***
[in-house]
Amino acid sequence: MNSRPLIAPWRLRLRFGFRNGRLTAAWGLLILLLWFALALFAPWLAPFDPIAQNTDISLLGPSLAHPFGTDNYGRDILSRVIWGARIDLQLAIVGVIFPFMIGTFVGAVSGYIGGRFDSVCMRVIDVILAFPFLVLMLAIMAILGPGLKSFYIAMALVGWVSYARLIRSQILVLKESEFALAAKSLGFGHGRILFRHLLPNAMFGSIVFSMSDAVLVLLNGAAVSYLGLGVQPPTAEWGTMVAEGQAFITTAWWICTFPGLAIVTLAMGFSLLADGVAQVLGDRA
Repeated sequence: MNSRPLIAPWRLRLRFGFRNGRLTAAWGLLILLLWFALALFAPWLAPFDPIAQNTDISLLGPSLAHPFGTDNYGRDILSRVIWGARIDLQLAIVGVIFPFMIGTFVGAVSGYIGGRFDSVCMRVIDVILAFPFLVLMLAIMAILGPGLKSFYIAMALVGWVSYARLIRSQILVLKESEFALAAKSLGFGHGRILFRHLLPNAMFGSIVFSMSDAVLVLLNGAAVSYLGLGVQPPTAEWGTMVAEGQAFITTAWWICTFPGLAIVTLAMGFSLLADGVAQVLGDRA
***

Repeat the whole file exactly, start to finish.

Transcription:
[in-house]
Amino acid sequence: MNSRPLIAPWRLRLRFGFRNGRLTAAWGLLILLLWFALALFAPWLAPFDPIAQNTDISLLGPSLAHPFGTDNYGRDILSRVIWGARIDLQLAIVGVIFPFMIGTFVGAVSGYIGGRFDSVCMRVIDVILAFPFLVLMLAIMAILGPGLKSFYIAMALVGWVSYARLIRSQILVLKESEFALAAKSLGFGHGRILFRHLLPNAMFGSIVFSMSDAVLVLLNGAAVSYLGLGVQPPTAEWGTMVAEGQAFITTAWWICTFPGLAIVTLAMGFSLLADGVAQVLGDRA
Repeated sequence: MNSRPLIAPWRLRLRFGFRNGRLTAAWGLLILLLWFALALFAPWLAPFDPIAQNTDISLLGPSLAHPFGTDNYGRDILSRVIWGARIDLQLAIVGVIFPFMIGTFVGAVSGYIGGRFDSVCMRVIDVILAFPFLVLMLAIMAILGPGLKSFYIAMALVGWVSYARLIRSQILVLKESEFALAAKSLGFGHGRILFRHLLPNAMFGSIVFSMSDAVLVLLNGAAVSYLGLGVQPPTAEWGTMVAEGQAFITTAWWICTFPGLAIVTLAMGFSLLADGVAQVLGDRA